has announced some big changes for its crowdfunding platform. The biggest move is that it's transitioning from an open platform to a closed one, with the goal of eventually vetting every campaign before it goes live. , Indiegogo's vice president of product and customer trust Will Haines noted that when the company started in 2008, the idea was to let anyone raise money for just about any purpose with few restrictions.
"However, I’ve learned that 'open' is not what our community wants," Haines wrote. "Crowdfunding is not shopping — people generally understand that now — but it also shouldn’t be a leap in the dark. And it certainly can’t be scamming. Our community of backers is the reason that anything happens on Indiegogo, and they are counting on the platform to be a safe, trusted space to engage with innovation."
As such, Indiegogo will scrutinize projects more closely before those seeking funding can push their campaigns live. Under what the company is calling The Guidepost Program, Indiegogo will do more to ensure that projects have a viable plan to follow through and fulfill their rewards.
Haines stressed that Indiegogo can't guarantee every campaign will deliver on its promises, but it "can protect backers from unfeasible projects and outright scams. We now have the resources and expertise to apply this level of scrutiny to all of our largest campaigns and will expand it to every campaign moving forward."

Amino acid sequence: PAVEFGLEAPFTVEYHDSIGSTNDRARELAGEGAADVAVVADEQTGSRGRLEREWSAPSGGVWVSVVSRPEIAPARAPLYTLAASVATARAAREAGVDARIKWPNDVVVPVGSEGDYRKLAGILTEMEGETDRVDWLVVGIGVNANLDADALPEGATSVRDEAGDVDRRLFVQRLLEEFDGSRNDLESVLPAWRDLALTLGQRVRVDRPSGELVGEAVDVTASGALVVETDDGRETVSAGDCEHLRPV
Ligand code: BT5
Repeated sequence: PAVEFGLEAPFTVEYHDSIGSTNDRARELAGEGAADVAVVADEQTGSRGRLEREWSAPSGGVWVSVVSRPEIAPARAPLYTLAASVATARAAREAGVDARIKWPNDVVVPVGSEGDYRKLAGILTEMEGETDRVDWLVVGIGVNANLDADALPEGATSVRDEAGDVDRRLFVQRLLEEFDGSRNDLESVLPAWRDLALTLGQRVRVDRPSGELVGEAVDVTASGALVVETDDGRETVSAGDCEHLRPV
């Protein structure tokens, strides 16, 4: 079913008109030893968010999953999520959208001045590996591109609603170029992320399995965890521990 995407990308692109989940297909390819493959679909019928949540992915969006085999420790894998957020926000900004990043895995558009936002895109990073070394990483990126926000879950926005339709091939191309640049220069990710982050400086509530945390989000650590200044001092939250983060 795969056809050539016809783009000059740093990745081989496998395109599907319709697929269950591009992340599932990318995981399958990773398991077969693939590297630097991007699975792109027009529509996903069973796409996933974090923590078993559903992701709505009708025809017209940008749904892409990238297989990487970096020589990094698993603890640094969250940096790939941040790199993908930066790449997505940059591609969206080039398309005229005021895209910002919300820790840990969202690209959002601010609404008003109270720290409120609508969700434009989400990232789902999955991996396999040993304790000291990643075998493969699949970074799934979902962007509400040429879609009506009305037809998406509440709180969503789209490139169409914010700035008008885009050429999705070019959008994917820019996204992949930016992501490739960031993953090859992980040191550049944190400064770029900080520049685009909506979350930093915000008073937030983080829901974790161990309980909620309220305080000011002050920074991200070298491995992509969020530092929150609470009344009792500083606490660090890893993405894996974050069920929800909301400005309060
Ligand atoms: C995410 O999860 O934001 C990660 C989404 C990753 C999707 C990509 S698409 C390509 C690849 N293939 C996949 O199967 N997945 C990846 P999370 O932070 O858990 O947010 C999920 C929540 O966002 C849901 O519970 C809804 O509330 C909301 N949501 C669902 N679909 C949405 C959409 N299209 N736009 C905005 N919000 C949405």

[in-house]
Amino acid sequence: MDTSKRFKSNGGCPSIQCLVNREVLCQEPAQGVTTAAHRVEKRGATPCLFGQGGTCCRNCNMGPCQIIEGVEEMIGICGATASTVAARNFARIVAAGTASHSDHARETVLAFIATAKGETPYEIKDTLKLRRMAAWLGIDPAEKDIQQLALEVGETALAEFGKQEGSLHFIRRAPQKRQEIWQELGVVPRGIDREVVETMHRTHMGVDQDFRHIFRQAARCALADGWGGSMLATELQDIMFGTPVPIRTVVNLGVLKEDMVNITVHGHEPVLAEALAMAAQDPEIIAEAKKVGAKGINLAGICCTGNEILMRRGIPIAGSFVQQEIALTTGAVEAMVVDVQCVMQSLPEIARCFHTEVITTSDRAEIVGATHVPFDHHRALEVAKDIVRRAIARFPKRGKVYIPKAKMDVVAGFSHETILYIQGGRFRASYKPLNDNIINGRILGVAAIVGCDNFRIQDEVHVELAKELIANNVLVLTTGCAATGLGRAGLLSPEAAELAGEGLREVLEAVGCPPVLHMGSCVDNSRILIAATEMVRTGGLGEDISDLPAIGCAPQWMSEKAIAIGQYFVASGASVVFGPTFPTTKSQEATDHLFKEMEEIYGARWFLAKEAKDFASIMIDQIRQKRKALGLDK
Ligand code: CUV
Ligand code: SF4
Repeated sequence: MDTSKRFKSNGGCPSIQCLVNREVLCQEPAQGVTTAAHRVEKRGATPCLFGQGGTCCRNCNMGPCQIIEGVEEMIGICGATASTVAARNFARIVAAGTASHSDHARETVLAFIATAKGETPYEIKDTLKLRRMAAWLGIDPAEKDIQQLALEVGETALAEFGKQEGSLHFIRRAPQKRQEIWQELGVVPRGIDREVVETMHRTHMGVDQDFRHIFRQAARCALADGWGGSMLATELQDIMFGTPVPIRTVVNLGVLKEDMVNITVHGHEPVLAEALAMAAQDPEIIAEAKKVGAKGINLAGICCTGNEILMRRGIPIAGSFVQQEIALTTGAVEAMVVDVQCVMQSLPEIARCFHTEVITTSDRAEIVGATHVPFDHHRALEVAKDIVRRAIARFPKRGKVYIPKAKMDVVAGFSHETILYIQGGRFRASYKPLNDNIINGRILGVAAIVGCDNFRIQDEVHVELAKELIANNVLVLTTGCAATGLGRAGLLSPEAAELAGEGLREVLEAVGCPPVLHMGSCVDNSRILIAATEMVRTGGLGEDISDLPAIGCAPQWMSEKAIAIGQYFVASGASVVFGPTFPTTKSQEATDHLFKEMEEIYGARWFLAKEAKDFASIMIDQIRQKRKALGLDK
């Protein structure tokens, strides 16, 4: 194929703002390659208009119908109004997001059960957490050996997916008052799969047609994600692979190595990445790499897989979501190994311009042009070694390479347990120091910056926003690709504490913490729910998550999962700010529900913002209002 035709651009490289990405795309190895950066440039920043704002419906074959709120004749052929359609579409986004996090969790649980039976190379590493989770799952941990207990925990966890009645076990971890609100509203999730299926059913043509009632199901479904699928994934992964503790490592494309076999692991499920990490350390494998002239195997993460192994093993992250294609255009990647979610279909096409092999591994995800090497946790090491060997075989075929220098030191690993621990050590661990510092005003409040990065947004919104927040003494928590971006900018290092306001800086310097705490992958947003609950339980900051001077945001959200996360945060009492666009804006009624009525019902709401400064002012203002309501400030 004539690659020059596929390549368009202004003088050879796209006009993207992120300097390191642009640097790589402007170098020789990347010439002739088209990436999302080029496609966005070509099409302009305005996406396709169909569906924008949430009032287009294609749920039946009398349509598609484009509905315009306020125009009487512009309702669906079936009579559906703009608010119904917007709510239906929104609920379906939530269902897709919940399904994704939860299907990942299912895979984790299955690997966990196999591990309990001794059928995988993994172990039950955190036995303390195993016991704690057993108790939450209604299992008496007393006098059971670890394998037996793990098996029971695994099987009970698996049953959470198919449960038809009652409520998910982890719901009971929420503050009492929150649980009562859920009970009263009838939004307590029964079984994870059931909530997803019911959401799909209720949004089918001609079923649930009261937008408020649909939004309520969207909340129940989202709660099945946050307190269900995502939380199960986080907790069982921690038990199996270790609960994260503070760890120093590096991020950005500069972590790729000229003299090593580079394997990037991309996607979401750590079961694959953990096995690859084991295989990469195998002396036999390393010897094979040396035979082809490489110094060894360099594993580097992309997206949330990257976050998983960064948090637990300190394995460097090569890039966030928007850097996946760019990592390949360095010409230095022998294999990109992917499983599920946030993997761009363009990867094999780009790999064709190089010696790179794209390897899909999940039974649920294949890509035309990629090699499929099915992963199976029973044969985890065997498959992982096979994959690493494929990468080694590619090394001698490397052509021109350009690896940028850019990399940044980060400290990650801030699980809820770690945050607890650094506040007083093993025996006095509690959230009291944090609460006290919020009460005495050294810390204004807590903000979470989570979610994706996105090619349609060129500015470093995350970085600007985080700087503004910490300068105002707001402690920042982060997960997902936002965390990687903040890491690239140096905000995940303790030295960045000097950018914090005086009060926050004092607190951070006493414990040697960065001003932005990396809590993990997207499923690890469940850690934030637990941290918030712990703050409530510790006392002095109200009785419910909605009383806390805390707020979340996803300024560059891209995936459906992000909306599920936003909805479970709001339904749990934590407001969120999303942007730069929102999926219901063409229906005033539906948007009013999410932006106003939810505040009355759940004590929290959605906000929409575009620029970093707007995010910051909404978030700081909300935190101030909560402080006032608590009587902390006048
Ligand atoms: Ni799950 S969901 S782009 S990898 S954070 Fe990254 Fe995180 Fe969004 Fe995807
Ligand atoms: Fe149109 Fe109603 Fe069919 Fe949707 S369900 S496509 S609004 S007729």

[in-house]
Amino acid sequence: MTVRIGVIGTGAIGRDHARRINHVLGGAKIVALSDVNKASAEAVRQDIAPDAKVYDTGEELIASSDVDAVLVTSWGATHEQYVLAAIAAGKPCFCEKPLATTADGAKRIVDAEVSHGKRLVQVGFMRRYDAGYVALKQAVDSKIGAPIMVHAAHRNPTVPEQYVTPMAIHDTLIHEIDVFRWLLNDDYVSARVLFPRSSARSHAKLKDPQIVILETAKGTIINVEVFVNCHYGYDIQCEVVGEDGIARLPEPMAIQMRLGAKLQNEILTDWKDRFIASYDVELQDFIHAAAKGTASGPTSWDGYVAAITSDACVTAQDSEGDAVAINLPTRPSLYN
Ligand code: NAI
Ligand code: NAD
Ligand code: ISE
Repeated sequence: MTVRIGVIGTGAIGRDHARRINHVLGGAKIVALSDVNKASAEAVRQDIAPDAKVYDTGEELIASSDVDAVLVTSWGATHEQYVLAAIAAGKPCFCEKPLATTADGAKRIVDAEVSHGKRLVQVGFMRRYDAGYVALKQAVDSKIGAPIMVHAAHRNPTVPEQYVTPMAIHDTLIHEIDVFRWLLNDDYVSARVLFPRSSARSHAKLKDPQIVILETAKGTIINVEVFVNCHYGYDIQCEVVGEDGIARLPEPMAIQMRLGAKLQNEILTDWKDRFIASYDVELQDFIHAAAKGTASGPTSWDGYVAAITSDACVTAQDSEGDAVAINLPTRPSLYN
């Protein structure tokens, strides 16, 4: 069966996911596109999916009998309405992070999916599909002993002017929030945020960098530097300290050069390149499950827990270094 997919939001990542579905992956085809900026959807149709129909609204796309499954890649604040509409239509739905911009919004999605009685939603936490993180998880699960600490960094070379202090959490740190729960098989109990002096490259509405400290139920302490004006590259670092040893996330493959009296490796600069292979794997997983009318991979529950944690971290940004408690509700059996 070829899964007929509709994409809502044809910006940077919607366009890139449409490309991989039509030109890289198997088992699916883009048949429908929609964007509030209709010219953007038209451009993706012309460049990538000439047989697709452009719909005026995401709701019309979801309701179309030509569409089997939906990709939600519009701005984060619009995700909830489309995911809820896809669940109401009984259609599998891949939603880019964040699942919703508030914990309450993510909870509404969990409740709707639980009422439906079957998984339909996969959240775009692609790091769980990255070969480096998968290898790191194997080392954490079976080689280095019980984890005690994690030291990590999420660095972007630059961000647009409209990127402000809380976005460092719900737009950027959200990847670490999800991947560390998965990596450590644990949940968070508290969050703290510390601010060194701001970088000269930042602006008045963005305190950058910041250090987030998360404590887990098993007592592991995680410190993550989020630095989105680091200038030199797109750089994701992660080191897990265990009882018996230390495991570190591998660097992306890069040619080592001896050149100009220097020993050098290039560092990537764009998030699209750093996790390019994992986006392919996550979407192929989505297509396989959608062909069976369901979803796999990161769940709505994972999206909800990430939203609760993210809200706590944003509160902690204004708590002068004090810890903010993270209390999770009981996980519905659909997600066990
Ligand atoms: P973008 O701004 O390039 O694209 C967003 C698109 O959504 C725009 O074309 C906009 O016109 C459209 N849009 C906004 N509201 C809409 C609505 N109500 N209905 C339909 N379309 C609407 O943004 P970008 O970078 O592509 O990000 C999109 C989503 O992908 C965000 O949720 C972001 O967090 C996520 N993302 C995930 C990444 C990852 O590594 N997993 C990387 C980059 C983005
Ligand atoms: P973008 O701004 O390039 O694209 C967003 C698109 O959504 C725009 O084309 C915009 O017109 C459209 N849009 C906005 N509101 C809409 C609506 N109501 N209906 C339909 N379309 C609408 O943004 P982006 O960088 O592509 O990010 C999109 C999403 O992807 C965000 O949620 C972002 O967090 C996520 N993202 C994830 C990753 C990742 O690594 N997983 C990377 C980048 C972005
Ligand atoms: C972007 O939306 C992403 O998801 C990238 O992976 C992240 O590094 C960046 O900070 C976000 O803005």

Indiegogo has expanded its trust and safety team to help it screen campaigns, and it formed a review board to oversee the riskiest campaigns and the "most impactful" decisions made by the trust team. In addition, the company has teamed up with GoFundMe to create the Crowdfunding Trust Alliance. The group's goal is to share best practices and discuss industry trends, and it aims to enlist other reputable crowdfunding platforms.
One feature that's on the way to Indiegogo is the Trust Loyalty Program. This will highlight campaigns from creators who have run successful projects in the past. Haines wrote that Indiegogo will "tailor our vetting to match the historical risk level of these entrepreneurs."
There have been many crowdfunding-related scams and over the years, as well as campaigns for products that don't seem to . It's likely a net positive that Indiegogo is getting more serious about screening campaigns, even if some legitimate projects might fall through the cracks. In any case, it's still wise to exercise caution whenever you consider contributing to a campaign, since there's always going to be at least a little risk.